This book explores reparations through the story of a 19th-century woman who sued her captor after surviving a kidnapping and re-enslavement. Her story, wrote McDaniel in an Opinion piece for The Times, “offers lessons for today, both about the impact restitution can make and about the limited power of payment alone.”

Finalist: “Race for Profit: How Banks and the Real Estate Industry Undermined Black Homeownership,” by Keeanga-Yamahtta Taylor

Taylor’s book, also longlisted for the National Book Award, “covers the few years in the late ’60s and early ’70s, when the Fair Housing Act of 1968 nominally ended the government’s longstanding practice of redlining.” Our reviewer wrote that she “meticulously documents what happened next, as the federal government partnered with a real estate industry, enthusiastic about exploiting a new market but refusing to bear most of the risk.”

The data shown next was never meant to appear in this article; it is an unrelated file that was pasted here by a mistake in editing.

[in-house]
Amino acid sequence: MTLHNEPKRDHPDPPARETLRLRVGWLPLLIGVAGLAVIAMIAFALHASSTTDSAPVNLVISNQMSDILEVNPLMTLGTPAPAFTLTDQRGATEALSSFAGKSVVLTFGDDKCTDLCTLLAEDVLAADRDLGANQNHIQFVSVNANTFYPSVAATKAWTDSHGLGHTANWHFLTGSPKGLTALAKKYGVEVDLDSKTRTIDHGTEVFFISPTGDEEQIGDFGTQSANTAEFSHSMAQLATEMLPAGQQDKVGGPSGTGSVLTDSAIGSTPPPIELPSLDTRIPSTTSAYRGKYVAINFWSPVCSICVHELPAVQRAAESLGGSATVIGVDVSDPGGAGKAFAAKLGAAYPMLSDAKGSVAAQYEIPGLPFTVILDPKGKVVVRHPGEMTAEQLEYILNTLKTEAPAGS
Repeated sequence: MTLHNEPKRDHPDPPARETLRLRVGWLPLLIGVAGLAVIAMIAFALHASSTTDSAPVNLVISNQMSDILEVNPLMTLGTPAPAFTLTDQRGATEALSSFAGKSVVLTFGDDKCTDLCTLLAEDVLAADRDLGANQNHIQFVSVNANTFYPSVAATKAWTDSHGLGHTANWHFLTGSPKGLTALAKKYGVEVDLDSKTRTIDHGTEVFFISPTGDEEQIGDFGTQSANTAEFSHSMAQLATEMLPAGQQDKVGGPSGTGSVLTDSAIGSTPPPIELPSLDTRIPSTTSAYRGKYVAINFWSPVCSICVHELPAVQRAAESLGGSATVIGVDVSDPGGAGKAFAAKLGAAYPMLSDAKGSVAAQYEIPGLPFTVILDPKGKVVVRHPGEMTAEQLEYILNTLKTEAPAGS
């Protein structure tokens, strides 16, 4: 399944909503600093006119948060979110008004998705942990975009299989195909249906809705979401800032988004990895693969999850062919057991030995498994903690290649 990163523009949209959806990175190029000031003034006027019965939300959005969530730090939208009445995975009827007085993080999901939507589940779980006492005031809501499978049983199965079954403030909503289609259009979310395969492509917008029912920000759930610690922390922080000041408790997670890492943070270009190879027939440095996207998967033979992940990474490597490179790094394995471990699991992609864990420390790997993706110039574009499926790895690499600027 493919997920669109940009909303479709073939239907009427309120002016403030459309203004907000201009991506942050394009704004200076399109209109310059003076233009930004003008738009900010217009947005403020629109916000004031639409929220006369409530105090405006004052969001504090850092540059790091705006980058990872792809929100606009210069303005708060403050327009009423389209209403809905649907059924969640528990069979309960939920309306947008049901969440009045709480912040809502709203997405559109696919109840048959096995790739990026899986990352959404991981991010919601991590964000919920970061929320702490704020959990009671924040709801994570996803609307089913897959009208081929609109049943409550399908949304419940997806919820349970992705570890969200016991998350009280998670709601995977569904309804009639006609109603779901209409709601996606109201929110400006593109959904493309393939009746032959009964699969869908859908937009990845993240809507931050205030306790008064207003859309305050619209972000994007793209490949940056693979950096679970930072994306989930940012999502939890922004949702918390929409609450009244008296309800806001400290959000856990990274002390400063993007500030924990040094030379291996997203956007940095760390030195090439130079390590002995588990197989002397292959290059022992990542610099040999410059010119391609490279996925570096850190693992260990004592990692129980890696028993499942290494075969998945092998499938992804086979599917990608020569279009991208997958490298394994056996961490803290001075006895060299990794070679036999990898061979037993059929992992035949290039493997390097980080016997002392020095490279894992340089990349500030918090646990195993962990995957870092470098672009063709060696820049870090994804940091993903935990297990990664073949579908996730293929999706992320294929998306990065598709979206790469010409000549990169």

Finalist: “The End of the Myth: From the Frontier to the Border Wall in the Mind of America,” by Greg Grandin

In this “measured, careful work,” Grandin explores the recently popularized symbol of the border wall in the context of the United States’s historical Western expansion. “Grandin keeps his cool — he prefers the stiletto to the club — but he grows angrier as his history reaches the present day,” wrote our reviewer.

This biography of Susan Sontag “is a skilled, lively, prodigiously researched book that, in the main, neither whitewashes nor rebukes its subject: It works hard to make the reader see Sontag as the severely complex person she was,” wrote our reviewer.

Finalist: “Our Man: Richard Holbrooke and the End of the American Century,” by George Packer